Cracker – Cracker

What I Think of When I Think of This Artist (part 1)

David Lowery has a blog where he goes into impressively minute detail about various Camper Van Beethoven and Cracker songs, obviously meandering off into other topics, including the mechanics and moralities of the music business. I have the utmost affection for Lowery, a grinning smart aleck, who in addition to fronting two great bands is also a musician’s activist, a lecturer at the University of Georgia, a radio host, and a mathematician specializing in quantitative analysis. Cracker formed out of the ashes of Camper Van Beethoven; Lowery and high school friend Johnny Hickman left California in 1991 and settled in Virginia (at some point joined by fellow Redlands native Davey Faragher), where they proceed to crank out rootsy, melodic, and intelligent songs.

What I Think of This Album

God, I love this fucking thing. I played the shit out of this way back then, and it still sounds amazing. Johnny Hickman is a tragically unknown guitarist, and bassist Davey Faragher does fine work, aided on three tracks by consummate session pro Jim Keltner on drums, and superguest Benmont Tench on keyboards. But the key to all of this is Lowery, whose smart-assed cynicism neither curdles nor crosses the line into smarminess. Running at full speed away from the eclectic sounds of Camper Van Beethoven, David Lowery crafts undeniably catchy but earthy and sinewy songs, with some critical songwriting contributions from Hickman (as much of a court jester as Lowery is) and others, including Faragher. This album is the perfect marriage of insightful cleverness with bar band sonics, and it is a delight.

Hit “Teen Angst (What the World Needs Now)” expertly mocks and empathizes with its target, a moody youngster who just wants to get laid; Lowery’s strained vocals at around 3:40 are a favorite of mine. The odd but irresistible “Happy Birthday to Me” finds Lowery casually employing the absurdist lyrical approach he excelled at with his former band, with a stellar harmonica part from Hickman. Lowery vents his spleen some more on the not at all subtle “Don’t Fuck Me Up (with Peace and Love),” with fun rolling toms from . . . someone (maybe Rick Jaeger), a thrilling lead part by Hickman, and excellent backing harmonies. “Someday” is sadly self-pitying (“Someday / Well, I’ll get it right / Yeah, one day / I’ll get it right”) and also romantic, with an appropriately dusty and weepy Hickman, and lovely backing “oooh”s. The bitter “Satisfy You” is a case of Lowery unleashing inventive vitriol (As far as I know / The world don’t spin / They carry you around in your bed / And rearrange the stars all night / To satisfy you), but the cowbell, the backing vocals and Hickman manage to steal the show anyway. Hickman’s “Mr. Wrong” is hilarious, packed with colorful lyrical details that Lowery digs into. Hickman sings on the ironically dusty “Another Song About the Rain,” which maybe goes on a minute too long, but it otherwise pretty good. The spooky waltz “Dr. Bernice” is like staring into a deep well until you lose consciousness and fall in; I can never get over “Baby, don’t you drive around with Dr. Bernice / That ain’t a real Cadillac / It’s a Delta 88 / Spray painted black / With fake leather seats from Juarez.” Brilliant. The funky “Cracker Soul” is fun but slight. “Can I Take My Gun to Heaven?” ends up working just when I think it won’t. A few tracks don’t do it for me, but honestly those are quibbles.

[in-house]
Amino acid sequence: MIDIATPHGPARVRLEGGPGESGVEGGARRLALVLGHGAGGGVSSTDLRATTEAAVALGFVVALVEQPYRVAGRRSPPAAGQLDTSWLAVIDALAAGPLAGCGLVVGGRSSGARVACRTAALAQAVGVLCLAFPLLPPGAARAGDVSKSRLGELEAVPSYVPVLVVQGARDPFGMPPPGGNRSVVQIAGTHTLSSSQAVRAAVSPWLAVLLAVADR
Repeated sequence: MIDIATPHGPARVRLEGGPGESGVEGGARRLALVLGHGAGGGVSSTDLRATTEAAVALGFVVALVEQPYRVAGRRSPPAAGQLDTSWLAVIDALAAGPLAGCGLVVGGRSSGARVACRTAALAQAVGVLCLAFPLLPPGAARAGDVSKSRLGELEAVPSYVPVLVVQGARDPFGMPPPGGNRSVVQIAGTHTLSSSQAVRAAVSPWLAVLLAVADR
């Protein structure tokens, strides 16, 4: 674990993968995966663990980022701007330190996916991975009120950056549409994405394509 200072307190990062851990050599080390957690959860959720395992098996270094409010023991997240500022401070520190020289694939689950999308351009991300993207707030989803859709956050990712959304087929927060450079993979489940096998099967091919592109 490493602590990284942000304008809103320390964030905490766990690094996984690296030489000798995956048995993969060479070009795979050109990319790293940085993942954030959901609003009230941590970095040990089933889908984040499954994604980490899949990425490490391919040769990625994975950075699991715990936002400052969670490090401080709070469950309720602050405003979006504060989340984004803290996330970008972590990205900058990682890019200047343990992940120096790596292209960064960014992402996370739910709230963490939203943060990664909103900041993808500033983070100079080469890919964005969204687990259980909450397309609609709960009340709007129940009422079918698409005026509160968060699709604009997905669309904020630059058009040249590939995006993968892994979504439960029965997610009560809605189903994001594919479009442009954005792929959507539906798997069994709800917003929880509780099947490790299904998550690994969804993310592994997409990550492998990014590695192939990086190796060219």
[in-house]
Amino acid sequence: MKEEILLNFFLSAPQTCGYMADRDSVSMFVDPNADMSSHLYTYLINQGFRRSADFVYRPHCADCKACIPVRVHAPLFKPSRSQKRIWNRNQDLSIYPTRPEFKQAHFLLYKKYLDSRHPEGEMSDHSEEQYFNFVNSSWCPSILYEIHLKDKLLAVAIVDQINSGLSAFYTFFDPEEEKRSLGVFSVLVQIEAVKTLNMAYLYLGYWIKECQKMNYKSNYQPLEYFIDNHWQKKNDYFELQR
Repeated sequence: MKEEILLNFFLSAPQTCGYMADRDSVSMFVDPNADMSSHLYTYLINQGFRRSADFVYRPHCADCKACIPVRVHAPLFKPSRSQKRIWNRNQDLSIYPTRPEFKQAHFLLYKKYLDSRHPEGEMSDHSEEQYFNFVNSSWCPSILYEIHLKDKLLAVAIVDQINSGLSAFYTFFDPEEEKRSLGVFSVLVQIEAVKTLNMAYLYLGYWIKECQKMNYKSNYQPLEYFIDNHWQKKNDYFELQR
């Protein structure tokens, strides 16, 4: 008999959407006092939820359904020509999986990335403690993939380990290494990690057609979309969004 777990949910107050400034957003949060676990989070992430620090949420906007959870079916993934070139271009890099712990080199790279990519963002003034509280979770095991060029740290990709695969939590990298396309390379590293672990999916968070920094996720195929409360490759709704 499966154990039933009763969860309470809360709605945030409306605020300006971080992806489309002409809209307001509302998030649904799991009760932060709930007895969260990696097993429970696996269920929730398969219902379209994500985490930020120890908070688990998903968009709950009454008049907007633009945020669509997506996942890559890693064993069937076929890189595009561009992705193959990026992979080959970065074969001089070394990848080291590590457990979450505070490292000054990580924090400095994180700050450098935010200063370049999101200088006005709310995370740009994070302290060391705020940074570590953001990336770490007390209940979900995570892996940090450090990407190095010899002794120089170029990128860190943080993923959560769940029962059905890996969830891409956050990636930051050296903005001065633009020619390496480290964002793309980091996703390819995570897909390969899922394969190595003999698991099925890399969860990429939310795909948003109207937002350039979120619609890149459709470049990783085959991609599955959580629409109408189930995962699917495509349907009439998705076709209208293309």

The Best Thing About This Album

Hickman’s lead parts are revelatory.

Release Date

March, 1992

The Cover Art

Cracker’s self-deprecating take on their corporate outing is refreshing and amusing. The font is cool, as is the color scheme.

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